The SXSW Film Conference & Festival is an opportunity for creative professionals to experience the latest and greatest of what up-and-coming filmmakers have to offer. Many of the films featured at this year’s festival were touched in some way by Adobe creative software; for editing, visual effects, title treatments, and even posters, it plays a critical role in helping filmmakers realize their visions. Six films that SXSW attendees can experience during their time in Austin, Texas:
Named one of Filmmaker Magazine’s 25 New Faces of Independent Film 2013, Iva Radivojevic’s first documentary feature premieres at SXSW 2014 on Tuesday, March 11. Radivojevic was born in Yugoslavia and moved to Cyprus with her family to escape the war. When she was eighteen, she came to the United States and has resided in New York City for the past fifteen years. She returned to Cyprus to film her first feature-length film, Evaporating Borders, a five-part visual essay/feature film that explores topics of migration, tolerance, identity, and belonging. The film first premiered at the International Film Festival Rotterdam in January and is now poised to impress at SXSW in the “Visions” category.
Co-directors Jason Sussberg and David Alvarado met in Stanford University’s Documentary Film and Video program. They worked on a few projects together and soon realized that they shared an interest in science and technology. After graduating with MFAs, they collaborated to make the documentary film The Immortalists about two scientists working to discover a cure for aging. Initially edited with Final Cut Pro, the team switched to Adobe Creative Cloud and Adobe Premiere Pro CC mid-production. The Immortalists premiered on Saturday, March 8.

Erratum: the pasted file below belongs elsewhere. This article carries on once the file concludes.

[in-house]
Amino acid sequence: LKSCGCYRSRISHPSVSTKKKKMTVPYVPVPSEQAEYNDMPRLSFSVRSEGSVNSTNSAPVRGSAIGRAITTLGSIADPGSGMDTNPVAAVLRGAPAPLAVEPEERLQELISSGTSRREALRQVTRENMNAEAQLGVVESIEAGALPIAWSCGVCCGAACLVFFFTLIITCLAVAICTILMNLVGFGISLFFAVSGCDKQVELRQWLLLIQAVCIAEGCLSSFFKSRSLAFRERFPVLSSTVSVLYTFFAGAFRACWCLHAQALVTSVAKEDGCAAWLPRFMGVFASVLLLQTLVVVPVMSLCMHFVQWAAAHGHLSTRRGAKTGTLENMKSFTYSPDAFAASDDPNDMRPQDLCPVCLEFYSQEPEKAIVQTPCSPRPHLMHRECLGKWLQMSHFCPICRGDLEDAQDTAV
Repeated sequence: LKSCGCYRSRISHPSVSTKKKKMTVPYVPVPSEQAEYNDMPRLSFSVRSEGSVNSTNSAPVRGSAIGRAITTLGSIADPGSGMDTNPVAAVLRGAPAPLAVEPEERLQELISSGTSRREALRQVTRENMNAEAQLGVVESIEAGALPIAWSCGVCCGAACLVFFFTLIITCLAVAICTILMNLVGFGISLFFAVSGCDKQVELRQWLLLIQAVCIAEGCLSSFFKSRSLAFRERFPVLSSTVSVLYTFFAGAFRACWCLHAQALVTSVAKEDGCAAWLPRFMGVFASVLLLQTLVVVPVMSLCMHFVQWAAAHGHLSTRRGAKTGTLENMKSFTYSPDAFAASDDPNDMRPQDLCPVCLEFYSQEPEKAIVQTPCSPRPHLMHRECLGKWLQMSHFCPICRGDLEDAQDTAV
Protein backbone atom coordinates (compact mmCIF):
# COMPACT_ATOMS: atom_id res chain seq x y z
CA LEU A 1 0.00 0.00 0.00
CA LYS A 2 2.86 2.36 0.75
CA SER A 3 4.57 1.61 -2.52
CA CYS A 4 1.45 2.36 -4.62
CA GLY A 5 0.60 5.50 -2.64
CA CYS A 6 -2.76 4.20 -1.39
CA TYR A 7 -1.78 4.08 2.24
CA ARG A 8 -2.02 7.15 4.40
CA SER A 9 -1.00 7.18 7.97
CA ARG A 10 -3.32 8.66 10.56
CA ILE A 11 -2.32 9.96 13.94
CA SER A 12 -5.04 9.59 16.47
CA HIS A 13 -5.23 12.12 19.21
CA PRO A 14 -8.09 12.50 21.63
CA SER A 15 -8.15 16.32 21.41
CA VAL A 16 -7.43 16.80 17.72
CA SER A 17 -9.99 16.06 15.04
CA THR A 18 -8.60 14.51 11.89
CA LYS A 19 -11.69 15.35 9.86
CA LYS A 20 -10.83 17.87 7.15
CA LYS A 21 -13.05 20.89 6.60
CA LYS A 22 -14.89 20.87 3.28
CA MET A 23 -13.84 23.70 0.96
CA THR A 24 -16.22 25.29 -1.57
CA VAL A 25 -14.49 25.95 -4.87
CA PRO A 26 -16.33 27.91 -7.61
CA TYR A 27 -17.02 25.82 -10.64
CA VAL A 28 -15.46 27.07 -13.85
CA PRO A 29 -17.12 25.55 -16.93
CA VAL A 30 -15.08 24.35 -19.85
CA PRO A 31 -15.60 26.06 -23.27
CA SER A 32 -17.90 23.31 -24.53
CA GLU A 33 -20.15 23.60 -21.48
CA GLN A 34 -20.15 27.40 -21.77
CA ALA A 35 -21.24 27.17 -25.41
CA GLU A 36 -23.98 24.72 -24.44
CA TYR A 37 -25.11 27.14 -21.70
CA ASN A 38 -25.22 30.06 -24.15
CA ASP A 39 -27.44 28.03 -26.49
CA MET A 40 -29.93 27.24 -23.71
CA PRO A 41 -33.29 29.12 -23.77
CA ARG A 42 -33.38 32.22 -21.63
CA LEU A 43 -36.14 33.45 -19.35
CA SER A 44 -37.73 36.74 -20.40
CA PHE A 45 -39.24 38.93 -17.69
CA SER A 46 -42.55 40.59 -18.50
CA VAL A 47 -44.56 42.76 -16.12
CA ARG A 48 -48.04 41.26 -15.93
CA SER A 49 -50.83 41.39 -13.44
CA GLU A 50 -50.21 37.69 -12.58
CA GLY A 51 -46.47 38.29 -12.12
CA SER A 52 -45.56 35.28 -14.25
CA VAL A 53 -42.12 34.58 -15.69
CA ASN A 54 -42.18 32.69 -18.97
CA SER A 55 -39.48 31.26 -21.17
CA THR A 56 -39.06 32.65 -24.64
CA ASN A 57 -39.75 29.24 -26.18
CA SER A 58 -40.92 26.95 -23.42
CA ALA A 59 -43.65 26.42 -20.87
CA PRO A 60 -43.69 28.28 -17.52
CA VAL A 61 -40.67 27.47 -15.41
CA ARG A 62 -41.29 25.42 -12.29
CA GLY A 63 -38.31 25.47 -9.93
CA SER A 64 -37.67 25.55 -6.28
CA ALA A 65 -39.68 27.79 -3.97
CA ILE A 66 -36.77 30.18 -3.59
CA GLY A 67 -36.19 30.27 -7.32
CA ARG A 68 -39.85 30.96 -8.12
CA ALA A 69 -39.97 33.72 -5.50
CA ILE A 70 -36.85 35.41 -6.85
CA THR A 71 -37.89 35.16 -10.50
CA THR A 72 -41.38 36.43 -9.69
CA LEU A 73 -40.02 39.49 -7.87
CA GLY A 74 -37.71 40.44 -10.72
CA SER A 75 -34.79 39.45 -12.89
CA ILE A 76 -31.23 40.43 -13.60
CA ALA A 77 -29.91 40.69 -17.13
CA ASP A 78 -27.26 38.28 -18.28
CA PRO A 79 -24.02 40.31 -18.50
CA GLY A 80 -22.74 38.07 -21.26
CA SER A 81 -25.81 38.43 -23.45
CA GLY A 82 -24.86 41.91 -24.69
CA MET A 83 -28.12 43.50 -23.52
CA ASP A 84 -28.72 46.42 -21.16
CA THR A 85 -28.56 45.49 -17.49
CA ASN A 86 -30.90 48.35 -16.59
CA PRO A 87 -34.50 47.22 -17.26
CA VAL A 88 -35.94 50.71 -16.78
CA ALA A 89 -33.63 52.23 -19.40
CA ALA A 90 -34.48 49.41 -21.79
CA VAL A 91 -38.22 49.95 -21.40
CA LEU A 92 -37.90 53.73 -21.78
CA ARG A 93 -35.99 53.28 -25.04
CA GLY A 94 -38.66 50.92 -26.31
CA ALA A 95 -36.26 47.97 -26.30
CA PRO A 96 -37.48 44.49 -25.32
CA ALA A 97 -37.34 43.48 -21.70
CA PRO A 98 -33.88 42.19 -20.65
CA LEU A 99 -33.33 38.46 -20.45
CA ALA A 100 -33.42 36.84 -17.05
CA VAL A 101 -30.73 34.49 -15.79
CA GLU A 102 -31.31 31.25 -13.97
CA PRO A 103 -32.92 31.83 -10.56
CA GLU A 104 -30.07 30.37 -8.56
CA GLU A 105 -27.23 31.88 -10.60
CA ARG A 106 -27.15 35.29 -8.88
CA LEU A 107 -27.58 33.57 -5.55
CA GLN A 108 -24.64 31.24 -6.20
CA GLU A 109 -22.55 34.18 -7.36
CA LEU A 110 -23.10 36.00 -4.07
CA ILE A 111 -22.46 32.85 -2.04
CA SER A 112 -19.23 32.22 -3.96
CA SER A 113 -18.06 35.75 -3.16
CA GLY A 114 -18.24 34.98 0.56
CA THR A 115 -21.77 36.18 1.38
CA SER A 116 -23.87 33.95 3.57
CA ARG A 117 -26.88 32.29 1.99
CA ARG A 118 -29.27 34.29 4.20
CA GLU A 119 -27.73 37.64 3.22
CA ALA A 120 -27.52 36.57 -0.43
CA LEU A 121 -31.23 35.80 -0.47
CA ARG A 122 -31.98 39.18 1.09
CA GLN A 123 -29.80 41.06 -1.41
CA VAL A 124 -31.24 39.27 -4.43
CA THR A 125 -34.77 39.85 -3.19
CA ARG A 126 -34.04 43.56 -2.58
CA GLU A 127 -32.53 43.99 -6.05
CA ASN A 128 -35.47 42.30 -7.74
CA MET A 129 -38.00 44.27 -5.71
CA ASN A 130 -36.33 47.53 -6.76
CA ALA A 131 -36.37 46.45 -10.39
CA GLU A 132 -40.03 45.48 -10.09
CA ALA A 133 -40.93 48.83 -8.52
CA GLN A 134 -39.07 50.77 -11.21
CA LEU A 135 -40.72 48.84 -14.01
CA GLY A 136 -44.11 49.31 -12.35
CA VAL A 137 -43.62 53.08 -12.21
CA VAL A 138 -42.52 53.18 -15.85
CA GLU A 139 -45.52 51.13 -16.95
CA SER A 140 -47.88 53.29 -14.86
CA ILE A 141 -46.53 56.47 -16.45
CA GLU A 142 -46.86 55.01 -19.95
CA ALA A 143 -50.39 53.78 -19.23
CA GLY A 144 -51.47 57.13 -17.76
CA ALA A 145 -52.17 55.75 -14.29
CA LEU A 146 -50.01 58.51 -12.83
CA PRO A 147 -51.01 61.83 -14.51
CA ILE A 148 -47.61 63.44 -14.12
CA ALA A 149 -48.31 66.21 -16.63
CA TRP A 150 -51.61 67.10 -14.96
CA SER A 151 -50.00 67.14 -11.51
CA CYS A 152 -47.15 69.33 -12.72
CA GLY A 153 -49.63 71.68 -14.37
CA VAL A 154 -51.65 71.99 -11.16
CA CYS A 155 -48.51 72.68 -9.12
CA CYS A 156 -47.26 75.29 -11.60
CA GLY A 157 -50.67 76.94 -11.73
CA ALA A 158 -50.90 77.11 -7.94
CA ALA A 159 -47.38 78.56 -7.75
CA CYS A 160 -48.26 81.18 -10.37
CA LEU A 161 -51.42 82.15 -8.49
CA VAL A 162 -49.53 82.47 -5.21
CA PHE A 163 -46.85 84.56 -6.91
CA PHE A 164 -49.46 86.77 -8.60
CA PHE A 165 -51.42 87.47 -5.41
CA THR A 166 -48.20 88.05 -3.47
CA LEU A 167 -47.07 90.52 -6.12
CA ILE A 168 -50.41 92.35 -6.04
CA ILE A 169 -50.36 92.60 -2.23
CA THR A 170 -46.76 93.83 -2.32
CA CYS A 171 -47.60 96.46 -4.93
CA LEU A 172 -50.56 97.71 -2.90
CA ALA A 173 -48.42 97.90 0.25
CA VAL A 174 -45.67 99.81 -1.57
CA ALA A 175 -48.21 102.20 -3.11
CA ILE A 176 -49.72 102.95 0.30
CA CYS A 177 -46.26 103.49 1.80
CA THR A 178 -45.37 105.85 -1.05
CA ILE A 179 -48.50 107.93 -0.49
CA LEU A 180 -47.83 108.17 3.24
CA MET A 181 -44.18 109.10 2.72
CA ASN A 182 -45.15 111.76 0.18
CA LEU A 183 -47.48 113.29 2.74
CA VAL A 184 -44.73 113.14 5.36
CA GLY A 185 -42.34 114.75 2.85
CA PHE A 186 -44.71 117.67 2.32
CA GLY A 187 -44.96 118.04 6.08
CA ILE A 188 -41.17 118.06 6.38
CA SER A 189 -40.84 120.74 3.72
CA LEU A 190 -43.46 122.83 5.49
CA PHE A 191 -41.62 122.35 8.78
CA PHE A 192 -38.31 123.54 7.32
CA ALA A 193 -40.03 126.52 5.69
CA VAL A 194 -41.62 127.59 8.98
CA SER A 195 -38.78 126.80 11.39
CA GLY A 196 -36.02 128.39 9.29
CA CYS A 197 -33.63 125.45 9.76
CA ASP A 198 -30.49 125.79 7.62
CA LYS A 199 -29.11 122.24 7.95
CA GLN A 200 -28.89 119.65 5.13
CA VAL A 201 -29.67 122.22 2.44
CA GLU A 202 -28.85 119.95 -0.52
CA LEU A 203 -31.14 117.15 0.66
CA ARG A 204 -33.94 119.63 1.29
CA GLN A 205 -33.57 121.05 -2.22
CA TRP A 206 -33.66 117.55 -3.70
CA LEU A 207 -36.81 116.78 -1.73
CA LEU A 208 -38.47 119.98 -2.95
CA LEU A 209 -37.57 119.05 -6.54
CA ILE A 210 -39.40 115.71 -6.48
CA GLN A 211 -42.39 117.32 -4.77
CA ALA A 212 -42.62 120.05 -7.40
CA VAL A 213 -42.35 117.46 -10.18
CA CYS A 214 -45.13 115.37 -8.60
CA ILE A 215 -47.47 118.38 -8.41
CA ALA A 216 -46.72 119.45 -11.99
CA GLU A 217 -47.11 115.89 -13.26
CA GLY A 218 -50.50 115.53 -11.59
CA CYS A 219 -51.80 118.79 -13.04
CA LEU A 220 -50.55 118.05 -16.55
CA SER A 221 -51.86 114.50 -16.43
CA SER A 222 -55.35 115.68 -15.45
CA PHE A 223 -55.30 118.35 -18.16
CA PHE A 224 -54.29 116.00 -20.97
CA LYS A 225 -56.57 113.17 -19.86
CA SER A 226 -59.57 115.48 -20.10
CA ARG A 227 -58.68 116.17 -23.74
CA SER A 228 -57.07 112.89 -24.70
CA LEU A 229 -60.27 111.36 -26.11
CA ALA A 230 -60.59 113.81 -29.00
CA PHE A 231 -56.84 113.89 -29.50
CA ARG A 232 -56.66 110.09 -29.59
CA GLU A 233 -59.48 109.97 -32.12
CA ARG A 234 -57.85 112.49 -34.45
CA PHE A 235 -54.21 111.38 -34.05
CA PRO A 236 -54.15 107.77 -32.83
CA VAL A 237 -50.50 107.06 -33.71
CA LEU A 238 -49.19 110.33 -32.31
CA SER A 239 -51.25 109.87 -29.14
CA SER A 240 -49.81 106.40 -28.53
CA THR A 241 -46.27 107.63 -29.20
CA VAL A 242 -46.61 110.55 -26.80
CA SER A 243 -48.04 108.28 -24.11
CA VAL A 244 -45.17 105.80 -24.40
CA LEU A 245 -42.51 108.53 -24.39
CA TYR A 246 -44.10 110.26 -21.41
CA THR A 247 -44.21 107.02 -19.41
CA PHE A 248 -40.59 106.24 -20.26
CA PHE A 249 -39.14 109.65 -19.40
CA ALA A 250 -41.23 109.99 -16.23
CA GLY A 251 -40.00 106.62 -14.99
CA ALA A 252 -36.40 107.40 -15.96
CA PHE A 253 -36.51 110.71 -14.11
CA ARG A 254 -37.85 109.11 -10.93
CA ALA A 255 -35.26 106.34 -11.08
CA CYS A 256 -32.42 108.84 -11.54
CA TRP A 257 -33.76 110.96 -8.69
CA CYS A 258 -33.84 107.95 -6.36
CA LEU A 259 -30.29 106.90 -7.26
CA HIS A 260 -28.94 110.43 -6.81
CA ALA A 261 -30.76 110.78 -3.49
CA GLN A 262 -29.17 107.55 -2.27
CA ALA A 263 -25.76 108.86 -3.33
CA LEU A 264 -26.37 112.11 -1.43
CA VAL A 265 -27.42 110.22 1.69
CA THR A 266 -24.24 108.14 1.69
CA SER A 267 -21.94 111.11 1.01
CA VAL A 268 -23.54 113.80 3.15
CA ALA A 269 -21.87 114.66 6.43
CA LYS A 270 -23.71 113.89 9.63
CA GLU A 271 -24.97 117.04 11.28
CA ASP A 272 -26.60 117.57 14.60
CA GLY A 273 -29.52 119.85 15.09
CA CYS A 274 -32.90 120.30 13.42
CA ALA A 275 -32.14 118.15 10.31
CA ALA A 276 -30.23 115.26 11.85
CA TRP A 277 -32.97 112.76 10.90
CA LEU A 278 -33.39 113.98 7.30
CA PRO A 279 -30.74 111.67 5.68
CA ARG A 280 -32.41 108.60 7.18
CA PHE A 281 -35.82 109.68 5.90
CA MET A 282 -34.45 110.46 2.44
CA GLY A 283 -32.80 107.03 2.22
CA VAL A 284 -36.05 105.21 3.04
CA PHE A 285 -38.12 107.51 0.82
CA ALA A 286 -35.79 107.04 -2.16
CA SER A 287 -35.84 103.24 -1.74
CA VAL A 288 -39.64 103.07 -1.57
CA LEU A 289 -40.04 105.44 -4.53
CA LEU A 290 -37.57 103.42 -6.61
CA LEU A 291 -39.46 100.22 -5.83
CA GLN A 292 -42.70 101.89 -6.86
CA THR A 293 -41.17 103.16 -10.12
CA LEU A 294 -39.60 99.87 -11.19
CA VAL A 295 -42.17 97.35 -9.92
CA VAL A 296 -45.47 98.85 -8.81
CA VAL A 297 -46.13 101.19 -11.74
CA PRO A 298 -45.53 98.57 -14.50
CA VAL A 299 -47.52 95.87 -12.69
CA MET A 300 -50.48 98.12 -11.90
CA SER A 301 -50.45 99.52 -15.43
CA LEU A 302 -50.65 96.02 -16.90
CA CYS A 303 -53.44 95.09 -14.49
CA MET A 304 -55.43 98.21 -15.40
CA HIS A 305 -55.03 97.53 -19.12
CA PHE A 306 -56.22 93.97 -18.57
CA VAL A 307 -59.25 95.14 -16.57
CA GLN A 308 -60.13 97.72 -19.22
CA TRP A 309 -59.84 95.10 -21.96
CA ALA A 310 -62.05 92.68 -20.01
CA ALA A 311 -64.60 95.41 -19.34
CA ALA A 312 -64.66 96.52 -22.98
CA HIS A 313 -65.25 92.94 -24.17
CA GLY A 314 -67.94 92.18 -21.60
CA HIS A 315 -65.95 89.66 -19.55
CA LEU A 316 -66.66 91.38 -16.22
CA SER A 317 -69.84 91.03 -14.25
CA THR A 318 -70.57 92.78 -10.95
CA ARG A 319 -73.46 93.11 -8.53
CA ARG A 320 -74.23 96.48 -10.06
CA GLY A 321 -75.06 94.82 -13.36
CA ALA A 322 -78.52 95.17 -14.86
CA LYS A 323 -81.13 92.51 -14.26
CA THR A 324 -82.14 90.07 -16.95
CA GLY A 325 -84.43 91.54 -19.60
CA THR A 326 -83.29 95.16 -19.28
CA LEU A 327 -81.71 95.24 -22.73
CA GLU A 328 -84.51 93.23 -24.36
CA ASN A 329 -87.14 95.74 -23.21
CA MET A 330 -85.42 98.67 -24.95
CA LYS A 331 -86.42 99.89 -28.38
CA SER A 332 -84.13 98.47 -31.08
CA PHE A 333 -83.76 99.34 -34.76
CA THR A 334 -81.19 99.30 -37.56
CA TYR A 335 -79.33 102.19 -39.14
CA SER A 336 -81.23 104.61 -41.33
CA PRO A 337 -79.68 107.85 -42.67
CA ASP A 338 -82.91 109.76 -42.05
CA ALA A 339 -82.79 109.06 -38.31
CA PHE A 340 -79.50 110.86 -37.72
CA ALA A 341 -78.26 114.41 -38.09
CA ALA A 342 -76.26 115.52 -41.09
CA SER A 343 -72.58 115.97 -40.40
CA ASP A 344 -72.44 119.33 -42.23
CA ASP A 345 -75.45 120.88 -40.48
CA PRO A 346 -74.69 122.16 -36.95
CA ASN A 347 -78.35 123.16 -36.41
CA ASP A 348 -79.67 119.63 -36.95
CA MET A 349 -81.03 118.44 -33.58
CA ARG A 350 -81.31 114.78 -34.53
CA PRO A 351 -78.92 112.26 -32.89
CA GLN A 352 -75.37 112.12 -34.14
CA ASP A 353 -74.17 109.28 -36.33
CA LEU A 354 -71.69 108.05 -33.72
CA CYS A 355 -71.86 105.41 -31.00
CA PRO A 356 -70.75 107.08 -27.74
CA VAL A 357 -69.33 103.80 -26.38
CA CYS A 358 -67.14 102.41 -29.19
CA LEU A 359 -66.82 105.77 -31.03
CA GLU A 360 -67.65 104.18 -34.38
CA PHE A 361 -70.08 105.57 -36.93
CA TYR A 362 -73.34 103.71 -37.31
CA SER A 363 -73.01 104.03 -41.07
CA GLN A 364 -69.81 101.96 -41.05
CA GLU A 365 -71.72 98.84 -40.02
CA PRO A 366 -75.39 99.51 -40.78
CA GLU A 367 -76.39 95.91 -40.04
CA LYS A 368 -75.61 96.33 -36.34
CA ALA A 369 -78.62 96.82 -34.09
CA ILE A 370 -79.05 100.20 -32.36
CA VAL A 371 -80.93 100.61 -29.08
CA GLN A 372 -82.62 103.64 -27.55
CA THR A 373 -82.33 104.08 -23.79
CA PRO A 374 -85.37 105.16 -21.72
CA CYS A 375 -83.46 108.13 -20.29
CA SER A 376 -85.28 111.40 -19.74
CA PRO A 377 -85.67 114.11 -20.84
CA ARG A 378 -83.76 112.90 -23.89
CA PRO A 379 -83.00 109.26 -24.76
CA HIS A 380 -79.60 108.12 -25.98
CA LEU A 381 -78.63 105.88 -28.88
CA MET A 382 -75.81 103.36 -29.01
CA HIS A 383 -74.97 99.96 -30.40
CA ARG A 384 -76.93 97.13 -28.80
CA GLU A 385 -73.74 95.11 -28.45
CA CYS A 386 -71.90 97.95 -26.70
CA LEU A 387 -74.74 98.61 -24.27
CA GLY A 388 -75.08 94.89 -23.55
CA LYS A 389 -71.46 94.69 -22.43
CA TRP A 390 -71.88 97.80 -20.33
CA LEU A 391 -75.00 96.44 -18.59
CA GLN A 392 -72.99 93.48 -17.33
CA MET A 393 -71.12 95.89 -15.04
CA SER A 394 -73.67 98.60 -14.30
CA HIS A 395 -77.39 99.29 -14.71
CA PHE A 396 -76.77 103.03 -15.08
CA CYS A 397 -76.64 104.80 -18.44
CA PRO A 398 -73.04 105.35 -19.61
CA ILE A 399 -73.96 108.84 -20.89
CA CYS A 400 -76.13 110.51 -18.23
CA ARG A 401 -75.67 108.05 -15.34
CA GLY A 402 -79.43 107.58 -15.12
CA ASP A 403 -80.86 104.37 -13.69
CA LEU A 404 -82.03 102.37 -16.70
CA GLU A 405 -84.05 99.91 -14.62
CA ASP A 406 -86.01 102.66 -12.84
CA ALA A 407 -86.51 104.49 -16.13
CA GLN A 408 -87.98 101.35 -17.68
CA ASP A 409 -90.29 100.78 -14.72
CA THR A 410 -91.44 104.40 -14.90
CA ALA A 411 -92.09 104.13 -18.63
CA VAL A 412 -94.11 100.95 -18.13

Directors Travis Rummel and Ben Knight have been making films together for ten years. After starting out as still photographers with no real working knowledge of how to make films, they were inspired to try filmmaking after attending Telluride’s Mountain Film Festival. Their first short film about fly fishing and water rights focused on the Black Canyon of Colorado’s Gunnison River and was accepted into the festival. Since then, the duo has made several films together, the most recent of which premiered at SXSW 2014 on Monday, March 10. Edited with an all-Adobe workflow, DamNation is a documentary about dam removal in the United States.
Premiering at SXSW 2014, Joel Potrykus’s film Buzzard intentionally doesn’t fit a particular genre. A follow-up to his first film, Ape, the movie tracks a deadbeat check scammer through Detroit and is chock full of 1980s references—chugging Mountain Dew, Nintendo jokes, and heavy metal music. Brandon Bowman joined the production by chance, and shares his first experience working on a feature film and editing with Adobe Premiere Pro CC. Buzzard premiered at SXSW 2015 on Saturday, March 8.
Since 2009, Rob Bralver and Jeff Broadway of Gatling Pictures have worked together on documentary films that tell stories of social importance. Their latest project, OUR VINYL WEIGHS A TON (THIS IS STONES THROW RECORDS), explores the history of Stones Throw Records, a record label committed to independence and artistic freedom. The film—featuring interviews with Kanye West, Snoop Dogg, Common, Questlove, Talib Kweli, Mike D (The Beastie Boys), and Tyler the Creator—premiered at the Los Angeles Film Festival in June 2013 and screened at SXSW 2014 on March 7.